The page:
Notes from “The Social Media Portfolio: Using Technology to Promote Meta-cognitive Skill Development” at NWP’s Digital Is

The Social Media Portfolio: Using Technology to Promote Meta-cognitive Skill Development

At NWP’s Digital Is

Rafi Santo, Amana Kaskazi, and Shonell Richmond

  • Global Kids
    • 20 Years in existence and focusing on significant global issues
    • Issues: Local to global and global to local understanding
    • Leadership: Skills necessary to affect change
    • Technology: How does new media contribute to our mission of global citizenship; our mission to empower youth voice aligned well with the use of technology
    • Youth: We work with youth in a variety of contexts, both locally and from a distance through technologies and in virtual worlds
    • Afterschool: Need to overcome the stereotypes of afterschool technology programs that create “super geeks”; our students are not geeks, necessarily, but there is something much broader about how to use technology in these contexts
  • Media Masters
    • Goals for addressing the challenges to media literacy
      • Giving students the means and skills to produce media who otherwise might not be able
      • Discussing ethical issues surrounding digital media production and participation
      • Promote active student reflection on skill development
    • Creating a “digital transcript“creating a portfolio with Voice Thread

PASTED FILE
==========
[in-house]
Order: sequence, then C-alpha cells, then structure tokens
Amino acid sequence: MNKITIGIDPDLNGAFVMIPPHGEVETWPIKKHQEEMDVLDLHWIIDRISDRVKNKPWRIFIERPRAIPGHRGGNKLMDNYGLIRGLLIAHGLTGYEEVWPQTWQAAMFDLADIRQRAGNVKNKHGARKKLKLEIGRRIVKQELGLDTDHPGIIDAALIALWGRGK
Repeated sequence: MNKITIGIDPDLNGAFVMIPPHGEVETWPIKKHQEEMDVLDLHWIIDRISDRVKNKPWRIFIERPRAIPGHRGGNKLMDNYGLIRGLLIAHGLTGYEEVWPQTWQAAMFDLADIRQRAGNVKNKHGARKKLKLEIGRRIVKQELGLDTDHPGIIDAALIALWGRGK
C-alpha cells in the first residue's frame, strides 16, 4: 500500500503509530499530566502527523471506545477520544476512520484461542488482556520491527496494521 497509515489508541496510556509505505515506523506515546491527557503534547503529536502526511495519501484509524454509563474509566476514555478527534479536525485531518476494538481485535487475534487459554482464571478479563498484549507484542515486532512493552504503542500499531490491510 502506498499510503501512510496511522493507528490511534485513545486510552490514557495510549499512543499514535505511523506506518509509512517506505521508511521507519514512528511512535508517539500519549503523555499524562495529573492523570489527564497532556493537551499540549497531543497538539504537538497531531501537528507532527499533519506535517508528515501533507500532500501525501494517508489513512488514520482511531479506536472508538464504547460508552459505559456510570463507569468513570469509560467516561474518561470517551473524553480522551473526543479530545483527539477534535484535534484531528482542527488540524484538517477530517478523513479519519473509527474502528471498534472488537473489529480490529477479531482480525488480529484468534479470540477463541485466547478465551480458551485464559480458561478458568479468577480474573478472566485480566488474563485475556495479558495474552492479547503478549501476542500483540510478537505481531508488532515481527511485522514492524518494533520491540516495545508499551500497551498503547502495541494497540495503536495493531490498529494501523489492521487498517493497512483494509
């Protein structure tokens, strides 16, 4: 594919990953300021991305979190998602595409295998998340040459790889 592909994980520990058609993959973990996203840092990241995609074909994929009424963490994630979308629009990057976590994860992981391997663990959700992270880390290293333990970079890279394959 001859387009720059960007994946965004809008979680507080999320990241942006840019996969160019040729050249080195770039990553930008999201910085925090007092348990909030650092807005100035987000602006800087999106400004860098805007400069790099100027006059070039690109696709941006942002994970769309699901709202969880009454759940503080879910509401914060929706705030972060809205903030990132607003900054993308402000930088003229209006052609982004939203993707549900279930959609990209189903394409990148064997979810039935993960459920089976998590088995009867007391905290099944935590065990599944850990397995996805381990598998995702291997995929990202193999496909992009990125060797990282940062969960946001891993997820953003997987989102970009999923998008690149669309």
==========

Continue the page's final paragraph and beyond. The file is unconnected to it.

• Examining media use (music, web, etc)
      • Visualization, negotiation, and other key themes
      • Recognize the skill, utilize the skill, and enact the skill (Do it, recognize it, talk about it)
    • Discussion
      • Specific example of Harry Potter reading to discuss copyright, appropriation, and “whole life learning”
      • What can the assessment tell us — about students’ change in media literacy skills, attitudes, and abilities?
      • How can an assessment like this work in school contexts (very qualitative, not quantitative)?
      • How can we connect this to other academic skills?
      • Student preparation for portfolios — having earned the badges, it was easier to identify the project that connected to the skill, but then we had to add a reflection to it, and that was more difficult
      • Extending the assessments into different contexts; using this portfolio with meta-cognitive elements for other purposes, such as college admissions
      • Helping make explicit for young people the ways in which we are asking them to think
      • Power of ownership and the ability to hear someone’s voice, as well as the commitment behind the voice
      • How does having a framework help make the portfolio more powerful?
      • Using writing to teach critical thinking in different content areas


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Author: Troy Hicks

Dr. Troy Hicks is a professor of English and education at Central Michigan University. He directs both the Chippewa River Writing Project and the Master of Arts in Educational Technology degree program. A former middle school teacher, Dr. Hicks has authored numerous books, articles, chapters, blog posts, and other resources broadly related to the teaching of literacy in our digital age. Follow him on Twitter: @hickstro

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